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La Russa upset with players being hit, but says retaliation may be too risky

Arizona Diamondbacks' Nick Ahmed , left, is checked by a team trainer as third base coach Matt Williams, (9) and manager Chip Hale (3) look on after being hit by a pitch from Pittsburgh Pirates relief pitcher Arquimedes Caminero in the eighth inning of a baseball game in Pittsburgh, Tuesday, May 24, 2016. The Pirates won 12-1. (AP Photo/Gene J. Puskar)
LISTEN: Tony La Russa, Diamondbacks chief baseball officer

Is it happening again?

Maybe.

Tuesday night in Pittsburgh, a pair of Diamondbacks hitters — Jean Segura and Nick Ahmed — got plunked in the helmet by Pirates reliever Arquimedes Caminero.

Segura was hit in the seventh inning while Ahmed was drilled in the eighth. In between those two beanings, D-backs reliever Evan Marshall hit Pittsburgh’s David Freese.

No benches cleared and no heated words were exchanged between the teams, but it is worth noting that Caminero was tossed from the game after hitting Ahmed due to the fact that the teams were issued warnings by home plate umpire Larry Vanover.

Now, it’s possible this will be the end of it, and the next two games between the teams will go on without incident.

Then again, it’s also possible this is just the beginning, with perhaps some bad blood spilling over from the 2014 campaign, when a Pittsburgh pitch ended Paul Goldschmidt’s season and a couple days later, the D-backs exacted some revenge by hitting Pirates star Andrew McCutchen in the back.

A guest of Doug and Wolf on Arizona Sports 98.7 FM Wednesday morning, D-backs Chief Baseball Officer Tony La Russa said the idea that the concept of retaliation has changed over the years.

“It’s not the problem it was because Major League Baseball has been so proactive,” he said. “They’re going to call from New York and they’re going to let the umpire alert (Pirates manager Clint) Hurdle, they’re going to alert Chip (Hale), hey, no funny business.

“And so the risk of doing something by way of an intentional act could be really painful in terms of days lost and money lost.”

At the same time, La Russa noted that there is a certain level of heart that goes into the game, and failure to stick up for a teammate could have a negative affect.

“Intimidation is an important part of sports; people will try to intimidate you, if you back off you’re easier to beat,” he said. “The game has a way of handling itself.”

La Russa, who won three World Series titles as a manager, said the way he handled situations like this was to put all the responsibility of whether or not to retaliate on himself. That way, if a batter did not think he was being protected by a pitcher, they could be mad at him, while the pitcher would know his job is simply to get outs unless told otherwise.

“It’s a tremendous responsibility, probably the worst one I had as far as painful and difficult,” he said. “For anybody to say that you’re going to sit there and watch — you know, Segura, now, the guy Martinez threw a ball behind him; Drury is hitting .300, he’s had a couple balls at his face the last homestand.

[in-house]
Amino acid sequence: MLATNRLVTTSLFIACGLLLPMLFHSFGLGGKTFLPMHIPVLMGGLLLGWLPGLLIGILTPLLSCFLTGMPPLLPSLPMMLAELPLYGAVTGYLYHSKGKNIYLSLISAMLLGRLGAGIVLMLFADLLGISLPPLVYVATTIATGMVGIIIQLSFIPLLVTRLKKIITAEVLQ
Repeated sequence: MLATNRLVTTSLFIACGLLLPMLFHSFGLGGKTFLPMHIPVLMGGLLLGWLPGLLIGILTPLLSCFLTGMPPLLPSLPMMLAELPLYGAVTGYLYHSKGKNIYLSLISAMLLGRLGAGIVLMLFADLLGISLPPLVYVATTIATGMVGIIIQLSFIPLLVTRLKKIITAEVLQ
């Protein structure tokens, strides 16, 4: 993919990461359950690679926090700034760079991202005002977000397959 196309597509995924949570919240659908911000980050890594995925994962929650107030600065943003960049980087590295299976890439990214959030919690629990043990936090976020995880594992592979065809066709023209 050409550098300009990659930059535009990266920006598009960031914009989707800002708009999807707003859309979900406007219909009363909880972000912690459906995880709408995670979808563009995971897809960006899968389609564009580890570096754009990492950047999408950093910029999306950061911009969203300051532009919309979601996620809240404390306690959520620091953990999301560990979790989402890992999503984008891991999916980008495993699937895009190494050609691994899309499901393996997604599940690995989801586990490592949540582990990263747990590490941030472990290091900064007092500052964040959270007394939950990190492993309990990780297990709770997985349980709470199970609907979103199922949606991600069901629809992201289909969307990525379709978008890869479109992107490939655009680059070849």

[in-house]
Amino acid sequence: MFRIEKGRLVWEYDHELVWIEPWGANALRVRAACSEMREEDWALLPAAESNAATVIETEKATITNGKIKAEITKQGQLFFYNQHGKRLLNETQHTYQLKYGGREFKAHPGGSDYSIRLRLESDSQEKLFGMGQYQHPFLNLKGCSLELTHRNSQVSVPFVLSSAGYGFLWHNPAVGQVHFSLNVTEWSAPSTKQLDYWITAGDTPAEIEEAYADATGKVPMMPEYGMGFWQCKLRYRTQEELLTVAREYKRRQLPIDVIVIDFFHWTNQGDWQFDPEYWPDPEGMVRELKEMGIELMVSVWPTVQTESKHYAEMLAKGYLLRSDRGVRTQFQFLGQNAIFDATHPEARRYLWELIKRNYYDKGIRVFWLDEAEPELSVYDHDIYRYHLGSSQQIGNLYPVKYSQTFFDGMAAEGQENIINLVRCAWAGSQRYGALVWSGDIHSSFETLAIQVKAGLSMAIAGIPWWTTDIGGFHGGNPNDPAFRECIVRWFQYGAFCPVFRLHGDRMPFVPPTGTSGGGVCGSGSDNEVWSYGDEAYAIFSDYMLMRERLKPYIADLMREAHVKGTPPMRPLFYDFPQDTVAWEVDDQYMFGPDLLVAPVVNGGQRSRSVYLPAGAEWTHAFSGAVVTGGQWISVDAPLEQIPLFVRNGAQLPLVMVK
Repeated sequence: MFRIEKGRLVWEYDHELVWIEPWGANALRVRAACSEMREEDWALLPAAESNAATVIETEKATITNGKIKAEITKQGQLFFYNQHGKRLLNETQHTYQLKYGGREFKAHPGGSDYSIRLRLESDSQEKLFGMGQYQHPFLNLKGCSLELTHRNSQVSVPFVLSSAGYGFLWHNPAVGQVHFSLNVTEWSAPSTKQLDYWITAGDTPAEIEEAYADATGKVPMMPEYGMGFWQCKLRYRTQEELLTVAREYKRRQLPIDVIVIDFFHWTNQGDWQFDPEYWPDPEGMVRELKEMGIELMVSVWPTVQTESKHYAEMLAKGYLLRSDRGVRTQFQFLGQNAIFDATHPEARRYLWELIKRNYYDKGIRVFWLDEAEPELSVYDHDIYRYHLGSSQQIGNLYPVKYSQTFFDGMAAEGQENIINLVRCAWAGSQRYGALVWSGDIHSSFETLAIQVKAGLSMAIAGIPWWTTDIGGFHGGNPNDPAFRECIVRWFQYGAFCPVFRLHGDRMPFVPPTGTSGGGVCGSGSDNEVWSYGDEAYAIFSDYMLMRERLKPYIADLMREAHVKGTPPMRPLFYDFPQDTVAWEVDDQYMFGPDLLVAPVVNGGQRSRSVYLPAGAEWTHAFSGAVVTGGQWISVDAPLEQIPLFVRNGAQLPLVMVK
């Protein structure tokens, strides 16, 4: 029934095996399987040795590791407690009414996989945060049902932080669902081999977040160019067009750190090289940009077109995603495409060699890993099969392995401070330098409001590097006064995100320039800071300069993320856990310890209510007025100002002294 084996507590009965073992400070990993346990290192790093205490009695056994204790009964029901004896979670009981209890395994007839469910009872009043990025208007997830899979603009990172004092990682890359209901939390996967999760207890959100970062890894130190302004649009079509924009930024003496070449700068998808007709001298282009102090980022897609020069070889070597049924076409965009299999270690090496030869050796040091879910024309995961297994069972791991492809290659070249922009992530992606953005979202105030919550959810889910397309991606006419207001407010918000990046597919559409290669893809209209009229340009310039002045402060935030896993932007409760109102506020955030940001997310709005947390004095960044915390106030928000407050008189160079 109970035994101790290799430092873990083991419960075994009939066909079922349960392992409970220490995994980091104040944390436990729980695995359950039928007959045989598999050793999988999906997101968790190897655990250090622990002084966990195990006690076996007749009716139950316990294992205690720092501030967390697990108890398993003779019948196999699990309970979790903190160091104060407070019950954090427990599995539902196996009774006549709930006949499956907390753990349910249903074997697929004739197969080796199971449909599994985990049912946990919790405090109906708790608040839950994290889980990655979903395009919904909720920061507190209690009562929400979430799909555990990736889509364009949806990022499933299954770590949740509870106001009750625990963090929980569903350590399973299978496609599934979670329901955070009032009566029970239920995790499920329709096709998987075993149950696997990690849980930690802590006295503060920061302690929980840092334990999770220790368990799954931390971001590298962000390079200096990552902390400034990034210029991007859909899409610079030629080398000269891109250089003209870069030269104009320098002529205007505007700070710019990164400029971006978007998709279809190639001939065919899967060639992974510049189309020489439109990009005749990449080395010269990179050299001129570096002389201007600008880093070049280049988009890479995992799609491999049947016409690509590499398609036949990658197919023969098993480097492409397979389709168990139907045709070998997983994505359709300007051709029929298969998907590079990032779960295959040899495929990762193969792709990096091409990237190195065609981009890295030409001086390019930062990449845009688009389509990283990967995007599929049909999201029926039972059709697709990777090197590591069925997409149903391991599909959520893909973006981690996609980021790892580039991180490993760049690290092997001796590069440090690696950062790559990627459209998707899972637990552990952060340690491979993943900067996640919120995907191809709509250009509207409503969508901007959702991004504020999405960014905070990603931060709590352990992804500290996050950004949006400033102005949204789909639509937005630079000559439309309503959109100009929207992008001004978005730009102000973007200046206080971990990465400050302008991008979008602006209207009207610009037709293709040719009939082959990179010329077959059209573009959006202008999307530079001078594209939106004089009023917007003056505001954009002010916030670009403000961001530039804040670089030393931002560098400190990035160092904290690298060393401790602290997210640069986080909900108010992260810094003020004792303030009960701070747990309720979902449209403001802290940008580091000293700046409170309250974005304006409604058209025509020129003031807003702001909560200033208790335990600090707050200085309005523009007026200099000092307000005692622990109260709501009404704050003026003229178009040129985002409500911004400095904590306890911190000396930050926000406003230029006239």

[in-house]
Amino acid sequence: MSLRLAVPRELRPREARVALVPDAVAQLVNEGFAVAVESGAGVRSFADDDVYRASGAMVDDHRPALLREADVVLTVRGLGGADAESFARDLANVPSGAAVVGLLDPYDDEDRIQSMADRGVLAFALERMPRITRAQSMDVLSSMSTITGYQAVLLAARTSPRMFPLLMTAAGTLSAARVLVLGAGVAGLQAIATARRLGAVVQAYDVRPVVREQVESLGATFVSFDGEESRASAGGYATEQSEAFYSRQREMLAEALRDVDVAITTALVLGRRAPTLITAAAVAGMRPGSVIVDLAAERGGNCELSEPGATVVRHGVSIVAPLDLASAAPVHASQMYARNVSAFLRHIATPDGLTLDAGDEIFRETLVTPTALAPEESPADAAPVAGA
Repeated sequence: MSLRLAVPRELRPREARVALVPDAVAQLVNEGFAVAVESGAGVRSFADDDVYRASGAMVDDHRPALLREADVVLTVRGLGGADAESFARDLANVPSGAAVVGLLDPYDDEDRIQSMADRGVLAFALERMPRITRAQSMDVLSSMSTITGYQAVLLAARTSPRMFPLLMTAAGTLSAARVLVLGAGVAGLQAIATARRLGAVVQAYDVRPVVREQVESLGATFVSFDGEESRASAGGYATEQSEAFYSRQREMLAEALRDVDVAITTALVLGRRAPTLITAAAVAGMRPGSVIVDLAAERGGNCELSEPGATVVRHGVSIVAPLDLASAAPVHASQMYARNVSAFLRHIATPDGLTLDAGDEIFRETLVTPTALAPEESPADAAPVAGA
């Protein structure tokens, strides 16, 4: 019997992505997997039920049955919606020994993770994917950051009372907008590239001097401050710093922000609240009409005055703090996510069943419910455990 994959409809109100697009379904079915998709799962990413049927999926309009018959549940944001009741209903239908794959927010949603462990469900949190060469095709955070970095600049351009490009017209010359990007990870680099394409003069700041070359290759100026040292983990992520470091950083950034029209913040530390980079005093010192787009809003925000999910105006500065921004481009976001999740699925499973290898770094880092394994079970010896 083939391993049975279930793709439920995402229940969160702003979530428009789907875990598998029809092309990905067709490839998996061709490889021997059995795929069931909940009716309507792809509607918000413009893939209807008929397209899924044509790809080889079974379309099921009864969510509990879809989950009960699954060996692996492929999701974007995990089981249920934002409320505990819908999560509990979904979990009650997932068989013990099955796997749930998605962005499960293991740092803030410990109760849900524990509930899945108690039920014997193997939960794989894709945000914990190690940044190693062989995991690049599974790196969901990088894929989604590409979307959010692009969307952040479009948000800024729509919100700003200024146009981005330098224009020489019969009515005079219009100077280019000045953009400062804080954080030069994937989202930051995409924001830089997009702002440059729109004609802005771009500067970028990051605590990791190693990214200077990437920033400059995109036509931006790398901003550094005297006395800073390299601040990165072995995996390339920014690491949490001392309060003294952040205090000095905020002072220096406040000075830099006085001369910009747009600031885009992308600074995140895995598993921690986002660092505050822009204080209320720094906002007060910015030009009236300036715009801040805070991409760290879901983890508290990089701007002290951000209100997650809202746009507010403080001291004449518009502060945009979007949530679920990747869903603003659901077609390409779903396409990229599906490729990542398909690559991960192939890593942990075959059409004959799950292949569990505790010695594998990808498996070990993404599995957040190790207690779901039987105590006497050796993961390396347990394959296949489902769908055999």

“You’re going to sit there and say, ‘well, they can’t do anything,’ well, they’ll just keep doing it to you, (and) pretty soon the guy the guy will not want to go to bat, and how do you win? So you’ve got to use common sense. It’s a competition and guys are going to anything they can to take something away from you.”

La Russa added teammates should be treated like family, in that if someone abuses your family, “you just slap back.”

Does that mean we should expect some more fireworks over the next two days, which, barring the playoffs, happen to be the final times the teams will match up this season?

“In actuality, because of Major League Baseball scrutiny, the next two days are probably the easiest days to play, two teams that had a little scuffle, because they’ll be scrutinizing it so carefully that you better just play baseball,” he said.

Whether or not the D-backs end up hitting some Pirates batters — intentionally or otherwise — La Russa is upset with how often the Pirates manage to run pitches too far inside. In 2013, Pittsburgh led all of baseball with 70 HBP, and in 2014 the Pirates by far paced MLB with 88; 2015 saw them finish with 75 — which also placed them first — and so far this season they are tied for fifth in baseball with 19 HBP.

In contrast, the Diamondbacks have hit 18 batters so far this season.

“I think the Pirates, when they hit Goldy, they broke his hand, and we hit McCutchen in the ribs and he played the next day; Goldy was out,” La Russa said. “And in fact, they hit Aaron Hill in ’14, so they’ve been hit about 30 times themselves.

“So people are just telling them hey, you can’t just willy nilly throw the ball inside. It’s a real easy formula we’ve used for years: you can’t use us as targets, even if it’s unintentional. If you can’t command the ball inside, don’t throw it up and in — you’ve got to get the ball down. It’s really not that tough, it’s one that we try to enforce, and it’s one I think MLB could be more proactive in enforcing.”

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